Can We Make a Difference? Prejudice Towards Asylum Seekers in Australia and the Effectiveness of Antiprejudice Interventions
Pedersen, A. and Hartley, L.K. (2015) Can We Make a Difference? Prejudice Towards Asylum Seekers in Australia and the Effectiveness of Antiprejudice Interventions. Journal of Pacific Rim Psychology, 9 (1). pp. 1-14.
Available under License Creative Commons Attribution Non-commercial No Derivatives.
*Subscription may be required
Over the past few decades, Australia has implemented increasingly restrictive measures to try and deter the arrival of asylum seekers. In our article, we review what is known in the literature about the antecedents of prejudice against asylum seekers. We outline 11 mechanisms, or variables, as being particularly important. We then draw out the practical implications as they relate to antiprejudice interventions. Within the research and implications, we discuss our own experiences of working directly with asylum seekers over the past decade and in running antiprejudice interventions. We conclude that even though the situation is bleak in Australia at the time of writing this article (at the end of 2014), we must continue with attempts to combat the demonisation of asylum seekers both on an individual level and a structural level.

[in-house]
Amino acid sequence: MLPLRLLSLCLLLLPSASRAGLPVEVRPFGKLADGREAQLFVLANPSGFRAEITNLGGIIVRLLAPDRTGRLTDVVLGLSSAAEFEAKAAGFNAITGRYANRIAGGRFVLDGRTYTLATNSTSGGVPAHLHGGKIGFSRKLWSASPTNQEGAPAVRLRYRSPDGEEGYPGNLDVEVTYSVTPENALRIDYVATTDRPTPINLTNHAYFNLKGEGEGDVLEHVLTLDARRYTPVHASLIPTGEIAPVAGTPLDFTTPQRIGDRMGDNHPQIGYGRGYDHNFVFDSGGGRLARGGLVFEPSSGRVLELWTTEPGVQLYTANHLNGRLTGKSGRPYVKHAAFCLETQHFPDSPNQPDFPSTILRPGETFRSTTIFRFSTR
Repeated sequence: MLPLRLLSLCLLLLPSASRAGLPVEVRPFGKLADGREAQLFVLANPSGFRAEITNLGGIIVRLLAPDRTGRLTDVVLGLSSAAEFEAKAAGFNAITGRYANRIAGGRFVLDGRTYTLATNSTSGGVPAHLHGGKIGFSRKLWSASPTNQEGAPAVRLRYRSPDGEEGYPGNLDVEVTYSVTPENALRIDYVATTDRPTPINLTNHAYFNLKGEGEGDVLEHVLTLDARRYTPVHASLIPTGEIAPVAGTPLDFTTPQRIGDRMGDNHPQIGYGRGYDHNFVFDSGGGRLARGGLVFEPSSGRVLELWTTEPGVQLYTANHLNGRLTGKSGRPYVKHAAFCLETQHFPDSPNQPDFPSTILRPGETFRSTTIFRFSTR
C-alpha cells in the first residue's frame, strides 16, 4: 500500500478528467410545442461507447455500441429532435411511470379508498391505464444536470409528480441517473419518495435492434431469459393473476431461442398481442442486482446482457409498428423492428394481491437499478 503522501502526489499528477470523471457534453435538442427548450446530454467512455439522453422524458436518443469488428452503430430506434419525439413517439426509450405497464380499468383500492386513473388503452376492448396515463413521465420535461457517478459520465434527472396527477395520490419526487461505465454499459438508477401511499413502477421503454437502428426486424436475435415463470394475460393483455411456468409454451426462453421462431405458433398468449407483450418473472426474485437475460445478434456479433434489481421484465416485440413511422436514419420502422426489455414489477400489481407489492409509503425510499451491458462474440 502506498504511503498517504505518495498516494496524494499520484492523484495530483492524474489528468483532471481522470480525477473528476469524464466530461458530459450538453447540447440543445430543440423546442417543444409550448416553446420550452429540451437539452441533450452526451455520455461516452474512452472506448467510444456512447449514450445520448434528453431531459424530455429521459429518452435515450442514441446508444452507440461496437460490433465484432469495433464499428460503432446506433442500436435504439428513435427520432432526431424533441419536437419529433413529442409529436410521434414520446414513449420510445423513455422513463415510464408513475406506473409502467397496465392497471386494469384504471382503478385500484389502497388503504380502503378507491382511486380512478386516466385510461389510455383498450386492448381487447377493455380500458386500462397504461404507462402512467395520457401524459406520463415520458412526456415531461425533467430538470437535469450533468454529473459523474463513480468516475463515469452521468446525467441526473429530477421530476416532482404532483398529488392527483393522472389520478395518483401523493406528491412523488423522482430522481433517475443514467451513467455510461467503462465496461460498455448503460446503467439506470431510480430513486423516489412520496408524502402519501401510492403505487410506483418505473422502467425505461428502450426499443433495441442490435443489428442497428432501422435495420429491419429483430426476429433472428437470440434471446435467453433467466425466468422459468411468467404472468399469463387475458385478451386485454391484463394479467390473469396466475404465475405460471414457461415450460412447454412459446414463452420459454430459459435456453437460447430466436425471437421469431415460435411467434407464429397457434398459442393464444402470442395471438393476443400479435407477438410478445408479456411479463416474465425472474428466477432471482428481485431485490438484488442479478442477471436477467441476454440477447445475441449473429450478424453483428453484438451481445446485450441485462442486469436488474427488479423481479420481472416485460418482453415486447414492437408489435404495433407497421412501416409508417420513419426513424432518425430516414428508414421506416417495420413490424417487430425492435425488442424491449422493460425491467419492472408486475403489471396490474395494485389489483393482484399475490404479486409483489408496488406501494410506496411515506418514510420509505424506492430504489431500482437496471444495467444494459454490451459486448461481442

|Publication Type:||Journal Article|
|Murdoch Affiliation:||School of Psychology and Exercise Science|
|Publisher:||Cambridge University Press|
|Notes:||Online June 2015|
|Item Control Page|
Downloads per month over past year